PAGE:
Dead Man Walking thinks that the answer to that last question is "yes": any and all killing is wrong. "Kings and Popes and military generals and heads of state have killed, claiming God's authority and God's blessing. I do not believe in such a God," Sister Prejean writes (1.116).
Twenty years ago, when Dead Man Walking was first published, people cared about it because the death penalty was a controversial issue. Some people supported capital punishment, and it was legal in some states. Some people didn't support it, and it was illegal in some states. Those for and against tried to convince each other. Sometimes a legal death penalty state would switch to banning the practice, and sometimes the opposite would happen. Folks argued about it; politicians argued about it; everyone argued about it; so everybody cared.
and feels the earth go automatic
under his feet.
Home, a daughter comes to greet
him after her bath.
Her skin is wet on his skin
and clothes as she
climbs into his lap
and he holds her.
He has won this moment
with his daughter in his home
where no bullets stir the leaves
in the ginkgo trees outside.
He has survived.
I want to ask him how it was that day.
I want his daughter to listen
to him explain how the bullets entered
my brother's body
and exploded, and how what we hold inside
is torn irrevocably apart.
I want this, and I don't want it.
I want his daughter in his lap.
I want the trees outside still.
I want him to pick up a book
about the creation of the world.
I want her to fall asleep
to the sound of his voice,
telling how near a high plateau
over the Muang Ten River,
the Moon became the wife
of the Morning Star, and they gave birth
to the human race
whose dead children become stars
and how glorious it was
on the first day on this earth
in the beginning.
had left the black iron gate open.
Someone, maybe, the same person,
or another from the dancing,
costumed mob had left apples,
oranges, and skull cookies
on top of the graves.
Even as the gate creaked
free in the wind, even as
Mabel Dodge Luhan’s copy
of The Pied Piper rustled
its pages in a come hither way,
the dead stuck to their roots,
their quiet passageways.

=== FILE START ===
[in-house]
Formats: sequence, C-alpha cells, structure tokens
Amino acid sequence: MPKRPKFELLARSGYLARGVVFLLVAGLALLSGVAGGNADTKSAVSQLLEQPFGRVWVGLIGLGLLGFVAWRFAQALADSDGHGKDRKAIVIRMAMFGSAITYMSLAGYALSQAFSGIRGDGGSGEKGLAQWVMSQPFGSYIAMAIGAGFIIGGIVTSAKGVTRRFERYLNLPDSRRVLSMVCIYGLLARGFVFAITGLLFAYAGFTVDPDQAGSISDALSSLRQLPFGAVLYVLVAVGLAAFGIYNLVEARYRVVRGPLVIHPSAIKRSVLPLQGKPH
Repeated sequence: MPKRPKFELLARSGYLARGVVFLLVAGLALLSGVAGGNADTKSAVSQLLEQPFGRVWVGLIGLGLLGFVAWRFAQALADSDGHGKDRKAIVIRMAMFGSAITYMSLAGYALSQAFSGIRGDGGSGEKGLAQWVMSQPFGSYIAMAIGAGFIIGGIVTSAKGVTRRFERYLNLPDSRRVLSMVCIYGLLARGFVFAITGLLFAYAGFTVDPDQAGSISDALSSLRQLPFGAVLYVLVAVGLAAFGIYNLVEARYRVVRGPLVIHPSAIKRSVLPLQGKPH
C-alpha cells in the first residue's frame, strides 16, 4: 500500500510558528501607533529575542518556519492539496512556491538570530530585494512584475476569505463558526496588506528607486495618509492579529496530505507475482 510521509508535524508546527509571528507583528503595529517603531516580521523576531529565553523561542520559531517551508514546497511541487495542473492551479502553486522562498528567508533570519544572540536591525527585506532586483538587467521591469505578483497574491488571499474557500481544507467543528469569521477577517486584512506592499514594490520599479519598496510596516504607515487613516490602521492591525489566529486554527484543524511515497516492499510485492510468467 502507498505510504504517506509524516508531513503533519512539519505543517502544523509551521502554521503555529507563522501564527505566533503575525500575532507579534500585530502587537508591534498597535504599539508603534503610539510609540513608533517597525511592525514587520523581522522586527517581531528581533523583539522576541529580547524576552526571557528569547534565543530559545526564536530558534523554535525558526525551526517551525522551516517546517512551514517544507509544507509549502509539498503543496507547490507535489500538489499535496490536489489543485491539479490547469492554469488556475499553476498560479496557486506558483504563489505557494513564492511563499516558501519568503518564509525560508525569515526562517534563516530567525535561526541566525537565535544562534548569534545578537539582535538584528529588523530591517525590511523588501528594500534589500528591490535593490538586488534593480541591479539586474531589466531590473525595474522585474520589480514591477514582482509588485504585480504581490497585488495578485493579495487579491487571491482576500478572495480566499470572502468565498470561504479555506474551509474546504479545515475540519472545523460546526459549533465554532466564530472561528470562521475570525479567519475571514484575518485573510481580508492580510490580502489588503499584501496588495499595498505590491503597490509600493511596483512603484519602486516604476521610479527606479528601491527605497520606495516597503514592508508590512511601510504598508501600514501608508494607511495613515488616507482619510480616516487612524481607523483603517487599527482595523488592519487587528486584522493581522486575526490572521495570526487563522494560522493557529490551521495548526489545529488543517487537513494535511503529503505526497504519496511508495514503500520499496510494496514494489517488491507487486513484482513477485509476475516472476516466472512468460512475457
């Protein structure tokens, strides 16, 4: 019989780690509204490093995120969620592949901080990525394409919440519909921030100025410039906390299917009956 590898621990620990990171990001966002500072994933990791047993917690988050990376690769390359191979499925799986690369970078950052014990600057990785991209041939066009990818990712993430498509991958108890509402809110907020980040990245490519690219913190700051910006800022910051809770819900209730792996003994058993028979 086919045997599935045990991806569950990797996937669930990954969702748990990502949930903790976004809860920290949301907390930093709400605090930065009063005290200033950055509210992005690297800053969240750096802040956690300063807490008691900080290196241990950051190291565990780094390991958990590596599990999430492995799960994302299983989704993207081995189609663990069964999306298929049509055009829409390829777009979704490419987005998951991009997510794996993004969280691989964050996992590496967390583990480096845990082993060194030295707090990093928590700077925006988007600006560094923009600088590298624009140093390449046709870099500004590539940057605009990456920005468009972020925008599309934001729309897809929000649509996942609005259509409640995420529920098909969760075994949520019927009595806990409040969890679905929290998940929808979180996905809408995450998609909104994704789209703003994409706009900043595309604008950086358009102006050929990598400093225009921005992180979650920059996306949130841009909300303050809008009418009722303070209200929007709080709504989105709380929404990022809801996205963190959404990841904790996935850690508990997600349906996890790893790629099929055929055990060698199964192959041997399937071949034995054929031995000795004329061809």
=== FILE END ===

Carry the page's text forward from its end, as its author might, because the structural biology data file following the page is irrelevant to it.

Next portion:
Perhaps, we partied too loudly
with our whizzing sparklers,
or all that erratic light hurt the lonely
sockets where their eyes once stood.
Maybe, we danced too hard on their roofs.
Certainly, we did we not show enough
fear as we read their names
chiseled on stone, and ignored their
bones changing to humus
under piñon’s rocky soil.
For whatever reasons, the dead remained
under the earth, and we walked home
lonely for them, having brushed
their names with candle flames and
the limb-watered light of the moon.
Two of Prejean’s books, “Dead Man Walking” and “Death of Innocents,” are on sale at Barnes and Noble at Louisiana Tech and in the Howard Center for the Performing Arts, prior to the event. A book signing will take place in the lobby of the Howard Center following the event.
A panel discussion on social justice and the death penalty will be held at 7 p.m. Tuesday at the Musical Arts Center and a video interview with composer Jake Heggie will take place at 7 p.m. Wednesday in Sweeney Hall. Performances of the “Dead Man Walking” opera will be at 7:30 p.m. Friday and Saturday at the Musical Arts Center.
The book version of “Dead Man Walking” is full of statistics painting the brokenness of the criminal justice system in the U.S. But the opera brings viewers on an emotional and visceral journey, Prejean said, one that they most likely could not experience otherwise.
Her “awakening” came in 1981 when she became the spiritual advisor to Patrick Sonnier and recorded her experiences as an eyewitness to an execution in “Dead Man Walking. “
But after seeing her dead, beat up, broken body, he was all for it. I believe this is Sister Helen's only weakness in her arguments opposing capital punishment. Although she tried to comfort the Harvey's, and show them that capital punishment was wrong, she was missing something. Sister was missing the dreadful feeling of a loved one brutally murdered at the hands of a killer. Who is to say that people can not change their minds about capital punishment? As of now, I am opposed to the death penalty. If someone killed a person I loved or cared about deeply, and they faced a death sentence, I would really have to consider my views again. This just shows that you should never be truly positive on your views about capital punishment until you have had the opportunity of experiencing a loss by the hands of a killer.
“Dead Man Walking” author Sister Helen Prejean says being a good Christian means taking action. So to learn what Prejean believes, she says to watch what she does. For her, that means her work with death row prisoners and with victims’ families.
Sister Helen Prejean’s work as spiritual advisor to death row inmates formed the basis of two books, including “Dead Man Walking." A native of Louisiana, Prejean became a nun in 1957, and in 1981 she dedicated her life to the poor of New Orleans.
Following the New York Times bestselling book “Dead Man Walking” and the subsequent movie and opera adaptations of the same name, Sister Helen Prejean’s anti-capital punishment advocacy has permeated religious, legal, cultural and social debates.
Sister Helen successfully defends her views on capital punishment while stating that capital punishment should be illegal. Her experiences have taught her that although these criminals were dangerous and deadly, and that their crimes were inexcusable, a death sentence should not be the answer. I believe Sister Helen's success in dealing with the issue of capital punishment falls on the two cases for which she was a spiritual advisor. In these cases, Sister Helen always tried her best to grant stays of execution or a court appeal. She fought for what she believed in and tried her best to abolish the death penalty